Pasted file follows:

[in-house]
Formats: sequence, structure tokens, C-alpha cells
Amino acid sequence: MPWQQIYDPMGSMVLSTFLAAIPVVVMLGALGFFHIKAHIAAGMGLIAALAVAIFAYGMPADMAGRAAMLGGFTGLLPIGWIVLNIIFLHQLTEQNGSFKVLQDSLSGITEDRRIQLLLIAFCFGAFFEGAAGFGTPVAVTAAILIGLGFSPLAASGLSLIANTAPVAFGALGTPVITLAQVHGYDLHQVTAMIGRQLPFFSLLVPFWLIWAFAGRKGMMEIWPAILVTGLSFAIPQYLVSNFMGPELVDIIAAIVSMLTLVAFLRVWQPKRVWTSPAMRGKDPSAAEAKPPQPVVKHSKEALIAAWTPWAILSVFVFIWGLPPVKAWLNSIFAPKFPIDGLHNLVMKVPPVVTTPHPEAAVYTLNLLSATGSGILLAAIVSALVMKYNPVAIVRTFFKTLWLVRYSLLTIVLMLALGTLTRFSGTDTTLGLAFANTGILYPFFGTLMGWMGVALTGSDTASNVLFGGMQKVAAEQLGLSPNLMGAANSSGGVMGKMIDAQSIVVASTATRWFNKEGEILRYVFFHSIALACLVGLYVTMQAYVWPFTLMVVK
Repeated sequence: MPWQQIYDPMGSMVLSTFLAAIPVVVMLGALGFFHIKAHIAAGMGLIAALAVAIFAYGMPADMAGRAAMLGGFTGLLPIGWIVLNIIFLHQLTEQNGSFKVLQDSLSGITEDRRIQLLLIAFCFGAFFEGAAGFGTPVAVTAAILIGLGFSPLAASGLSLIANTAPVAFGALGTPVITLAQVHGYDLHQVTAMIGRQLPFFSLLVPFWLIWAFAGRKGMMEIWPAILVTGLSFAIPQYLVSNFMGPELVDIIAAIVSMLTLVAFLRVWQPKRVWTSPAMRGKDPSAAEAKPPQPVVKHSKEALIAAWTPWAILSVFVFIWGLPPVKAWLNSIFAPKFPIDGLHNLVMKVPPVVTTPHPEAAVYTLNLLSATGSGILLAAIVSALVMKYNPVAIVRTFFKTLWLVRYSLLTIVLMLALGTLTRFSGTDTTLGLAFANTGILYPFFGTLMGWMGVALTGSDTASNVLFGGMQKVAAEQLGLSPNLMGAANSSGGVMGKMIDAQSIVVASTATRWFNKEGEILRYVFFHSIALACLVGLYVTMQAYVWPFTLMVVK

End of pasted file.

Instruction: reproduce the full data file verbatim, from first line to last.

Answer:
[in-house]
Formats: sequence, structure tokens, C-alpha cells
Amino acid sequence: MPWQQIYDPMGSMVLSTFLAAIPVVVMLGALGFFHIKAHIAAGMGLIAALAVAIFAYGMPADMAGRAAMLGGFTGLLPIGWIVLNIIFLHQLTEQNGSFKVLQDSLSGITEDRRIQLLLIAFCFGAFFEGAAGFGTPVAVTAAILIGLGFSPLAASGLSLIANTAPVAFGALGTPVITLAQVHGYDLHQVTAMIGRQLPFFSLLVPFWLIWAFAGRKGMMEIWPAILVTGLSFAIPQYLVSNFMGPELVDIIAAIVSMLTLVAFLRVWQPKRVWTSPAMRGKDPSAAEAKPPQPVVKHSKEALIAAWTPWAILSVFVFIWGLPPVKAWLNSIFAPKFPIDGLHNLVMKVPPVVTTPHPEAAVYTLNLLSATGSGILLAAIVSALVMKYNPVAIVRTFFKTLWLVRYSLLTIVLMLALGTLTRFSGTDTTLGLAFANTGILYPFFGTLMGWMGVALTGSDTASNVLFGGMQKVAAEQLGLSPNLMGAANSSGGVMGKMIDAQSIVVASTATRWFNKEGEILRYVFFHSIALACLVGLYVTMQAYVWPFTLMVVK
Repeated sequence: MPWQQIYDPMGSMVLSTFLAAIPVVVMLGALGFFHIKAHIAAGMGLIAALAVAIFAYGMPADMAGRAAMLGGFTGLLPIGWIVLNIIFLHQLTEQNGSFKVLQDSLSGITEDRRIQLLLIAFCFGAFFEGAAGFGTPVAVTAAILIGLGFSPLAASGLSLIANTAPVAFGALGTPVITLAQVHGYDLHQVTAMIGRQLPFFSLLVPFWLIWAFAGRKGMMEIWPAILVTGLSFAIPQYLVSNFMGPELVDIIAAIVSMLTLVAFLRVWQPKRVWTSPAMRGKDPSAAEAKPPQPVVKHSKEALIAAWTPWAILSVFVFIWGLPPVKAWLNSIFAPKFPIDGLHNLVMKVPPVVTTPHPEAAVYTLNLLSATGSGILLAAIVSALVMKYNPVAIVRTFFKTLWLVRYSLLTIVLMLALGTLTRFSGTDTTLGLAFANTGILYPFFGTLMGWMGVALTGSDTASNVLFGGMQKVAAEQLGLSPNLMGAANSSGGVMGKMIDAQSIVVASTATRWFNKEGEILRYVFFHSIALACLVGLYVTMQAYVWPFTLMVVK